The most significant events in the history of books on the 8th of December
1626: John Davies dies. A minor poet who was championed in the twentieth century by T. S. Eliot, Davies was an accomplished calligrapher as well as a poet and courtier. This led Jonathan Bate, in his biography of Shakespeare, Soul of the Age, to propose the theory that Davies was the ‘rival poet’ in Shakespeare’s Sonnets.
1660: A woman appears on an English public stage for the first time, in the role of Desdemona in a production of Shakespeare’s play Othello. We know the name of the character, but the name of the actress remains uncertain: it was either Margaret Hughes or Anne Marshall, but scholars remain divided over this issue. But the main point was that women could play women’s roles on the English stage, where before young men and boys had taken the roles (as in Shakespeare’s day). Since 1660 and Margaret Hughes’ (or, alternatively, Anne Marshall’s) historic performance as Desdemona, many women have played not only the female roles in Shakespeare’s plays but also some of the male roles, too: for instance, there is a long history of women playing the role of Hamlet.
1860: Amanda McKittrick Ros is born. Often named as the worst novelist who has ever been published, Ros found a pair of unlikely ‘fans’ in J. R. R. Tolkien and C. S. Lewis: they would hold a competition to see which of them could read the longest section from her work without bursting out laughing. Cruel? Perhaps a little. But Ros, like William McGonagall in poetry, attained recognition of sorts…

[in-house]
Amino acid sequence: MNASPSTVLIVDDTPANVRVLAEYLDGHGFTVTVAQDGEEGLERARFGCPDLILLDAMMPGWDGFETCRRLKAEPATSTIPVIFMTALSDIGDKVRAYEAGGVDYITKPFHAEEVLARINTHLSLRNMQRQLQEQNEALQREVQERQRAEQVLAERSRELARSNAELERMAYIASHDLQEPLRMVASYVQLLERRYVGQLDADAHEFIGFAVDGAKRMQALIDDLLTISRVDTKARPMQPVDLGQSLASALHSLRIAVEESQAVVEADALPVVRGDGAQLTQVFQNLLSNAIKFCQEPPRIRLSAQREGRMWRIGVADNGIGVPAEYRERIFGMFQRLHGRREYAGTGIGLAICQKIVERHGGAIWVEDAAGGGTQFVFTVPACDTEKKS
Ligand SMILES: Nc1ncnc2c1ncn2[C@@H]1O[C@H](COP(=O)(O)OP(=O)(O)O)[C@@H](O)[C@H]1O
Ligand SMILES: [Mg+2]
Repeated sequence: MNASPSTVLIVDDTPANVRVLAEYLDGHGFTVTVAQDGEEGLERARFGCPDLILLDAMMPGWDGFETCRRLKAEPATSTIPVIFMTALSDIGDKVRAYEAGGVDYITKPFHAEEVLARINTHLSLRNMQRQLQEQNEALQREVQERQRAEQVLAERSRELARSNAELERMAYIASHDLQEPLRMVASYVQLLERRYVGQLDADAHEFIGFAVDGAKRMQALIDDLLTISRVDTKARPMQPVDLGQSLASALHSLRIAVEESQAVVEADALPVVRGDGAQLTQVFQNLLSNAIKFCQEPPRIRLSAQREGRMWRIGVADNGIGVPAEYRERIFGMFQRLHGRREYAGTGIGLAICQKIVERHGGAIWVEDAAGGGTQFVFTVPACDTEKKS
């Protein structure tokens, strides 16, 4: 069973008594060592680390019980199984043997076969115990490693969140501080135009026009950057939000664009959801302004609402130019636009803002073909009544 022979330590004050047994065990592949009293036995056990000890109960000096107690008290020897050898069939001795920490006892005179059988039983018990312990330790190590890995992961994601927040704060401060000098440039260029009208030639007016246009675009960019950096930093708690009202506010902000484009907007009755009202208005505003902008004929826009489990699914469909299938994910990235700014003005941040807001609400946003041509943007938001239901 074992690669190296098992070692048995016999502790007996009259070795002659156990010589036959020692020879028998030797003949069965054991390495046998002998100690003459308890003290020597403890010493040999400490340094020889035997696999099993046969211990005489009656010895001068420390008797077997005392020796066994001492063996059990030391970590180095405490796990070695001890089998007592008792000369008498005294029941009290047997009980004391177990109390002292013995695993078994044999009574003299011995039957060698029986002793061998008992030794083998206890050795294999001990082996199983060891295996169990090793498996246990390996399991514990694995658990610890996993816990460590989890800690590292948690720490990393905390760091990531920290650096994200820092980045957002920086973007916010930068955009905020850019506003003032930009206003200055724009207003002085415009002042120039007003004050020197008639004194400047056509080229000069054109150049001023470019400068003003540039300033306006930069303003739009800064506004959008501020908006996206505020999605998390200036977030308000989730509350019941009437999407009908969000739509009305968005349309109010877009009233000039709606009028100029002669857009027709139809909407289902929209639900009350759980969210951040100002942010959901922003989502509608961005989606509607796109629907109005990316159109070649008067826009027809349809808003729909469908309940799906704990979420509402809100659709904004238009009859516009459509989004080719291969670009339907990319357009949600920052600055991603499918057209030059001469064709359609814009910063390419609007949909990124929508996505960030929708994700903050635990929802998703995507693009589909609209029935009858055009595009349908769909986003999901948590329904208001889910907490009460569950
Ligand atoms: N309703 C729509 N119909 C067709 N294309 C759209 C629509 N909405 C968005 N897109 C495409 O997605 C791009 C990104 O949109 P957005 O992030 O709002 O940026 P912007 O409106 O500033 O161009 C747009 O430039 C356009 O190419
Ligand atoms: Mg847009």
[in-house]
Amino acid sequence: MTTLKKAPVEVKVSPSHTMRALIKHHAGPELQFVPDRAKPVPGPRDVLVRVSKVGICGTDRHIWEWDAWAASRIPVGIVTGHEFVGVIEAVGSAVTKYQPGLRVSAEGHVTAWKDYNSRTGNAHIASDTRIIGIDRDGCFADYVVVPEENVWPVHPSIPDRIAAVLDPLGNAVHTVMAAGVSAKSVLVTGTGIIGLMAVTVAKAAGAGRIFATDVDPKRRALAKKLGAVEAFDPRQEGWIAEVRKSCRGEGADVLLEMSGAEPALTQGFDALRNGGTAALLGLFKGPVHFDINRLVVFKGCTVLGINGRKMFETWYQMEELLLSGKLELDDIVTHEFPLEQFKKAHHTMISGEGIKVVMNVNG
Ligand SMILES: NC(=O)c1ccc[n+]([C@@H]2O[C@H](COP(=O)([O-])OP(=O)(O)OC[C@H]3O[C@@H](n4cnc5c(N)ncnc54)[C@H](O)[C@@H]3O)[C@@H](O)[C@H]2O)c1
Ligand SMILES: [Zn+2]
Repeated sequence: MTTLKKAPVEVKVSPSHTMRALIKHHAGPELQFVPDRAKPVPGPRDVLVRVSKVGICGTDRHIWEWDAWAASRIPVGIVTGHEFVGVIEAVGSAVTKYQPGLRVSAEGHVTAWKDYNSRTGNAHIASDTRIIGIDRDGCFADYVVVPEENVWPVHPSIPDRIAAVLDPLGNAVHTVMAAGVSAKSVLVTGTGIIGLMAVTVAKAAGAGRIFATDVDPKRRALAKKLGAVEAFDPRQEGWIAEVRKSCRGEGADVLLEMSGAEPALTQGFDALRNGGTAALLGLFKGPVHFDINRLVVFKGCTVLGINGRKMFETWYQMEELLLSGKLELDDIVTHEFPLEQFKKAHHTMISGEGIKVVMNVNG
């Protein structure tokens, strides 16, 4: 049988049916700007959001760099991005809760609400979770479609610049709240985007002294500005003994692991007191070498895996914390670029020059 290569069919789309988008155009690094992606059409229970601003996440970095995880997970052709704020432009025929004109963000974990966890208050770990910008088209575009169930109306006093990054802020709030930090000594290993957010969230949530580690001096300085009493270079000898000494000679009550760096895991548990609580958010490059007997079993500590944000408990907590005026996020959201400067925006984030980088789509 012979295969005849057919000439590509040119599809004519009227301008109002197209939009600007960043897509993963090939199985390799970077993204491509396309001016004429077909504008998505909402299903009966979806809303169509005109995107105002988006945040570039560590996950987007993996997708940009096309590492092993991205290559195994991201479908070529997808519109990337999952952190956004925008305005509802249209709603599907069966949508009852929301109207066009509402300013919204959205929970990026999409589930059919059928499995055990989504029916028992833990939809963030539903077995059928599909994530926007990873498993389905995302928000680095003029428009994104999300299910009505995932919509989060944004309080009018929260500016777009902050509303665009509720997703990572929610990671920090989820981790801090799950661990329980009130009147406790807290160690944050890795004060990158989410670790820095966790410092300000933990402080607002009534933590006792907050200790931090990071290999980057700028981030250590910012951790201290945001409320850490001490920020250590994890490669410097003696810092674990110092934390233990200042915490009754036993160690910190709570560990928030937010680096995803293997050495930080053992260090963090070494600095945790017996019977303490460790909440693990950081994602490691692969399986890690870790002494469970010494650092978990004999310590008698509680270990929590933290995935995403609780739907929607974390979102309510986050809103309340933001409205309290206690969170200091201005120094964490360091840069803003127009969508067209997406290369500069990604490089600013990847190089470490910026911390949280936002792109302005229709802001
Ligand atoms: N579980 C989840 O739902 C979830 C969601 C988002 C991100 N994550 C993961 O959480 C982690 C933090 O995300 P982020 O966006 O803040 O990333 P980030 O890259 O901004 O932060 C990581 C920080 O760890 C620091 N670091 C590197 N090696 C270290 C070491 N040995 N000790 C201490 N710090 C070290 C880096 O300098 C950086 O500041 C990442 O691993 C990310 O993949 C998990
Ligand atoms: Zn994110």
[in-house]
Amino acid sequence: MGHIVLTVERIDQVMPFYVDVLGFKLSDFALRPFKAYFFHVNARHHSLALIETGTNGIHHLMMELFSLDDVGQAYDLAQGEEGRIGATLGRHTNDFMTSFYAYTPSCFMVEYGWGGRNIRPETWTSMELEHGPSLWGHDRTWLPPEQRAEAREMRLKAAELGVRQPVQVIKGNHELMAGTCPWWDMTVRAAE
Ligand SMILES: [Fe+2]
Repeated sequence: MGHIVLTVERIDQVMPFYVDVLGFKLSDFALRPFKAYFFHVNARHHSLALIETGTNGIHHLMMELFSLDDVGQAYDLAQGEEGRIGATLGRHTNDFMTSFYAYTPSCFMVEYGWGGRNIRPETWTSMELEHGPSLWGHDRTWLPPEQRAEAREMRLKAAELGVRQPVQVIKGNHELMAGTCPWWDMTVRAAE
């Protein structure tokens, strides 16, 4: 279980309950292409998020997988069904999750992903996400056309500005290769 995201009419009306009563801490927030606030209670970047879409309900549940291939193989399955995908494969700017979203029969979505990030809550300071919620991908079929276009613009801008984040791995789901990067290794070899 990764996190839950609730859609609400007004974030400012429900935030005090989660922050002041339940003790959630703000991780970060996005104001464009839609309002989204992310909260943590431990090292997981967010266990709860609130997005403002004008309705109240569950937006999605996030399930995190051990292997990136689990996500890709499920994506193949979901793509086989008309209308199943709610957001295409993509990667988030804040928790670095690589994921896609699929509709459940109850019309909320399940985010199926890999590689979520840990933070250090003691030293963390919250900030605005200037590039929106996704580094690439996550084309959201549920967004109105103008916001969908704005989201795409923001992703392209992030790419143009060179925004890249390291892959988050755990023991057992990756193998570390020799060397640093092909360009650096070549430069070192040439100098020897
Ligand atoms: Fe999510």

1894: James Thurber is born. An American cartoonist, journalist, and noted wit, Thurber observed in 1939, ‘Don’t get it right, just get it written.’ Good advice for anyone struggling with colygraphia…
1951: Bill Bryson is born. One of Bryson’s first books, from 1985, was about ‘unusual, unspoiled, and infrequently visited spots in 16 European countries’. It would be in 1989 that Bryson would hit the big time with his memoir-cum-travel-book, The Lost Continent (1989), about his travels around small-town America.
Image: James Thurber in 1954 (author: Fred Palumbo), Wikimedia Commons.
I don’t often comment here, but do read and enjoy. Thanks for your work. By coincidence, I met and got to know Thurber’s daughter Rosemary when I lived briefly in South Haven, Michigan. Peace and best, John
Thanks, John! Much appreciated. And that’s fantastic – did Rosemary talk to you much about her father? We’d love to put together a piece about him at some point!
Love the James Thurber photo!